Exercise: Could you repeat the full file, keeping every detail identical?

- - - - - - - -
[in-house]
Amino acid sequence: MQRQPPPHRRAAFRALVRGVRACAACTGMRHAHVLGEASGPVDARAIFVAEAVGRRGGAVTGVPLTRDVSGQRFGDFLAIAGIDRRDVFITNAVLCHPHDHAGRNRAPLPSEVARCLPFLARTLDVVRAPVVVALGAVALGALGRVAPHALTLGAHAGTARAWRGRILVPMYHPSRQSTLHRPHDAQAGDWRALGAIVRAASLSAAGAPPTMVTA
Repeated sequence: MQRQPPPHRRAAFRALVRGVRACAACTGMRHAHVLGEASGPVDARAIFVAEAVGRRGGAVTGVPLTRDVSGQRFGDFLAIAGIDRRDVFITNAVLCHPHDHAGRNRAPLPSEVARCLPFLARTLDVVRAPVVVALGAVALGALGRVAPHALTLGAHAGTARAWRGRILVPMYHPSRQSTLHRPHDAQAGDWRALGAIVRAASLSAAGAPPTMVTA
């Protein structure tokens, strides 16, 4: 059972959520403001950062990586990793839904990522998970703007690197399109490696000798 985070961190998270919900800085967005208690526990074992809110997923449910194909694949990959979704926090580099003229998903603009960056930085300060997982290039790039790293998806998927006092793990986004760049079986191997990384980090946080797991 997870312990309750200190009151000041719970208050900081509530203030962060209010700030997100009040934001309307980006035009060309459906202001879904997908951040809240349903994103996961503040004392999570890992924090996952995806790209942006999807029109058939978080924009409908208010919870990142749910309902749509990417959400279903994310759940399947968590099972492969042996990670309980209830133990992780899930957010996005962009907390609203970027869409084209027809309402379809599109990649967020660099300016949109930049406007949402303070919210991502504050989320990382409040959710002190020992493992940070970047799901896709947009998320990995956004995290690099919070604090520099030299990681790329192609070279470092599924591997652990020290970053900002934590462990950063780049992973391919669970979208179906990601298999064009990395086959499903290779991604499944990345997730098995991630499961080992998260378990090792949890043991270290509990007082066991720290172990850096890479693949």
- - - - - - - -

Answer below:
[in-house]
Amino acid sequence: MQRQPPPHRRAAFRALVRGVRACAACTGMRHAHVLGEASGPVDARAIFVAEAVGRRGGAVTGVPLTRDVSGQRFGDFLAIAGIDRRDVFITNAVLCHPHDHAGRNRAPLPSEVARCLPFLARTLDVVRAPVVVALGAVALGALGRVAPHALTLGAHAGTARAWRGRILVPMYHPSRQSTLHRPHDAQAGDWRALGAIVRAASLSAAGAPPTMVTA
Repeated sequence: MQRQPPPHRRAAFRALVRGVRACAACTGMRHAHVLGEASGPVDARAIFVAEAVGRRGGAVTGVPLTRDVSGQRFGDFLAIAGIDRRDVFITNAVLCHPHDHAGRNRAPLPSEVARCLPFLARTLDVVRAPVVVALGAVALGALGRVAPHALTLGAHAGTARAWRGRILVPMYHPSRQSTLHRPHDAQAGDWRALGAIVRAASLSAAGAPPTMVTA
């Protein structure tokens, strides 16, 4: 059972959520403001950062990586990793839904990522998970703007690197399109490696000798 985070961190998270919900800085967005208690526990074992809110997923449910194909694949990959979704926090580099003229998903603009960056930085300060997982290039790039790293998806998927006092793990986004760049079986191997990384980090946080797991 997870312990309750200190009151000041719970208050900081509530203030962060209010700030997100009040934001309307980006035009060309459906202001879904997908951040809240349903994103996961503040004392999570890992924090996952995806790209942006999807029109058939978080924009409908208010919870990142749910309902749509990417959400279903994310759940399947968590099972492969042996990670309980209830133990992780899930957010996005962009907390609203970027869409084209027809309402379809599109990649967020660099300016949109930049406007949402303070919210991502504050989320990382409040959710002190020992493992940070970047799901896709947009998320990995956004995290690099919070604090520099030299990681790329192609070279470092599924591997652990020290970053900002934590462990950063780049992973391919669970979208179906990601298999064009990395086959499903290779991604499944990345997730098995991630499961080992998260378990090792949890043991270290509990007082066991720290172990850096890479693949």